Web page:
The safety and efficacy of digoxin as a feticidal agent prior to second trimester abortion
Awarded 2008
Large Research Grants
Gillian Dean, MD, MPH
Planned Parenthood of New York City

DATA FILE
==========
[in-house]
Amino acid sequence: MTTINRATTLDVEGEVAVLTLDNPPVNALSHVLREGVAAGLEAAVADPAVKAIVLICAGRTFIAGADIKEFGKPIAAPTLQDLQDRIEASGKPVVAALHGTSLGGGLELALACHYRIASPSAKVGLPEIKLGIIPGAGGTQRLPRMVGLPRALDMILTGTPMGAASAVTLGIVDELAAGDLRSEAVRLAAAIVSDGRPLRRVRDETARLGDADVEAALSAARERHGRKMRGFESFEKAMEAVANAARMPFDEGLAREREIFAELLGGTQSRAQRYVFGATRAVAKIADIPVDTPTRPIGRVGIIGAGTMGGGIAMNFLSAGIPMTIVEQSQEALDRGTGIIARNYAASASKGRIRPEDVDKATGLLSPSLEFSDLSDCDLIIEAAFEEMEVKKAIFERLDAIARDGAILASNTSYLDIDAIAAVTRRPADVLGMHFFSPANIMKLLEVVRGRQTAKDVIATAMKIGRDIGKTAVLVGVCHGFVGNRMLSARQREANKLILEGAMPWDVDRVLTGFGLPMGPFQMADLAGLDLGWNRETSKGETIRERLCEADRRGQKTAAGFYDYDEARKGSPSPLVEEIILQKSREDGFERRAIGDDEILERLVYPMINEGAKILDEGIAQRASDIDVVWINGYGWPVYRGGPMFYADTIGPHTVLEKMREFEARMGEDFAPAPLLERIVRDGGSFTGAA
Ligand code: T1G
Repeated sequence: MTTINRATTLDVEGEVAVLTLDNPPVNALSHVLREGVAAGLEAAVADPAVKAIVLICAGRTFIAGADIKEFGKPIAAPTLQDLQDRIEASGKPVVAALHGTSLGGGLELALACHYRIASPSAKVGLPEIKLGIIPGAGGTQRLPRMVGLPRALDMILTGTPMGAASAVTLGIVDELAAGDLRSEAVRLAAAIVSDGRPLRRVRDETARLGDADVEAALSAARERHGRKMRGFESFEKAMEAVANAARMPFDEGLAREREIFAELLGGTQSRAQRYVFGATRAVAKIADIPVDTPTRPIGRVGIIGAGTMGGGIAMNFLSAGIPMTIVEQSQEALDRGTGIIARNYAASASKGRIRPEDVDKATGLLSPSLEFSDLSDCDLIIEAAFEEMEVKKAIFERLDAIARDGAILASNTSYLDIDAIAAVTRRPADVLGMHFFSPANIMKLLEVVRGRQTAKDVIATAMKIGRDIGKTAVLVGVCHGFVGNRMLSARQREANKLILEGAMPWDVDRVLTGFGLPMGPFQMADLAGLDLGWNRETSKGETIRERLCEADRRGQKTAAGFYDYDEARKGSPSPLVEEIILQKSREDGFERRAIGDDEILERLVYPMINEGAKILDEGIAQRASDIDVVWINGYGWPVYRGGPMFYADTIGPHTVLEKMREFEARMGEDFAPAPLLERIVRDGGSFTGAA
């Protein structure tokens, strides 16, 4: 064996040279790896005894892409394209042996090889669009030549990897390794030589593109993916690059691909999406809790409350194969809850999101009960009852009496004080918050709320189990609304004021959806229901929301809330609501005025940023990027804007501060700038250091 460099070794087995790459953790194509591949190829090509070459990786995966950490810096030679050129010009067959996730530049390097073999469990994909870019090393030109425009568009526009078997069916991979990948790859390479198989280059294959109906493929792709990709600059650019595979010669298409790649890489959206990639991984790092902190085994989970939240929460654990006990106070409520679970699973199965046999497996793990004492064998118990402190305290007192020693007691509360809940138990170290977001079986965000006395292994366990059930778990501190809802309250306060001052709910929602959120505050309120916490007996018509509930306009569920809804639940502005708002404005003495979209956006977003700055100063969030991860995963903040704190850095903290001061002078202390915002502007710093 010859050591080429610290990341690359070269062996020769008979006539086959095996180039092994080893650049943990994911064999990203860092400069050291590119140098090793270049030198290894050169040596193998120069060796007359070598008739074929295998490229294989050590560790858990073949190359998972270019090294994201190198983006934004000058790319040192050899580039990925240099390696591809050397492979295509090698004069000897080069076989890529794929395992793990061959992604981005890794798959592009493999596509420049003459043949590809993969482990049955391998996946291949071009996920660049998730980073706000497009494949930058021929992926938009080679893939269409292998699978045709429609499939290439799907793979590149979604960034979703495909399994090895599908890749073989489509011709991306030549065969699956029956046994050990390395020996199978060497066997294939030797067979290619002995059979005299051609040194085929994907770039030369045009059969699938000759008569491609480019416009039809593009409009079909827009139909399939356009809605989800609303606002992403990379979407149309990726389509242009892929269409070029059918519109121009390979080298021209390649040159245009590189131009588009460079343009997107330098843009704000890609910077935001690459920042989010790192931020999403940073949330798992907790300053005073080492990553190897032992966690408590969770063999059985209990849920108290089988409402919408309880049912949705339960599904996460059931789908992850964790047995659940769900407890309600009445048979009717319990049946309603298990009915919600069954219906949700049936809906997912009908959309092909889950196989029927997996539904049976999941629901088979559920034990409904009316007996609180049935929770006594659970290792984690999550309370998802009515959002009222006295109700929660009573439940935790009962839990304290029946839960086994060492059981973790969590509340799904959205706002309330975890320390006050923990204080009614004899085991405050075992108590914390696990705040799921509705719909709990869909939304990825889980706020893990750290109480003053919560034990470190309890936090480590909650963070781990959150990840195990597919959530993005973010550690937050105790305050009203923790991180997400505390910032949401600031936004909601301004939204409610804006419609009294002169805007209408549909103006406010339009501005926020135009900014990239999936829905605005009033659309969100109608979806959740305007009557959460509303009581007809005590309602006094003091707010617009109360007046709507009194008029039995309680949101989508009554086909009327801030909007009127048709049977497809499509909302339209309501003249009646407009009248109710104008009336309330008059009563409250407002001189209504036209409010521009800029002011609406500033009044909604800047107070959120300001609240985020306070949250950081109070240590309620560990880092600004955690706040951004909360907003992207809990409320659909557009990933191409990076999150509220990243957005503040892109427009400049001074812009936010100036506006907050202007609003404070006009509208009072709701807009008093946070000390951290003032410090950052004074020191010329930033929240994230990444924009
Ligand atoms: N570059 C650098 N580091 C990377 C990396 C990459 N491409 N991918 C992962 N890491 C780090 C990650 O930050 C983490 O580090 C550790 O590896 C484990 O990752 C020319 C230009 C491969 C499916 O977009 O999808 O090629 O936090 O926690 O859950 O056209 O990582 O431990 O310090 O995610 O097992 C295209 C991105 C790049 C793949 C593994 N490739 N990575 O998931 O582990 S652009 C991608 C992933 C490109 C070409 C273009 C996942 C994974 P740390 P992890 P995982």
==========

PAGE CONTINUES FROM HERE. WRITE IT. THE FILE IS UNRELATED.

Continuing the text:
Approximately 140,000 second trimester abortions are performed in the US each year. Second trimester abortion is most commonly performed by a technique known as dilation and evacuation. Clinicians use digoxin, a drug commonly used for cardiac conditions, to facilitate pregnancy termination in the late second trimester. When injected into the fetus or amniotic fluid, digoxin causes fetal death and softening of fetal tissue. In response to the 2007 Supreme Court decision upholding the Partial Birth Abortion Act, many abortion providers instituted routine use of digoxin prior to second trimester abortion. Despite relatively widespread use, published data on the safety and efficacy of digoxin in abortion care are limited. Our primary objective was to determine whether digoxin prior to dilation and evacuation is associated with higher or lower rates of complications than dilation and evacuation without digoxin. Our secondary objective was to determine the efficacy of digoxin to cause fetal death by gestational age and injection site. We conducted a retrospective review of the medical records of two groups of patients at an urban family planning clinic. One group had received digoxin before their dilation and evacuation procedures. The other group, from the 15 months prior to the initiation of routine digoxin use at the clinic, had undergone dilation and evacuation without digoxin. We collected data on patient medical history, their abortion procedure, and complications. We found no significant differences in gestational age, number of vaginal births, cesarean deliveries, and use of laminaria between the two groups. We found statistically significant differences in the occurrence of miscarriage and infection in the two groups, with the digoxin group showing higher incidence of both complications. There were no significant differences in other complications. In addition, we found that digoxin achieved fetal death 92% of the time. Intrathoracic and intraabdominal injections were associated with the lowest rates of failure. We did not find an association between the efficacy of digoxin and gestational age. We concluded that cligoxin injection before dilation and evacuation is associated with greater rates of spontaneous abortion and infection than dilation and evacuation without digoxin. Digoxin is not associated with differences in the rates of other complications.

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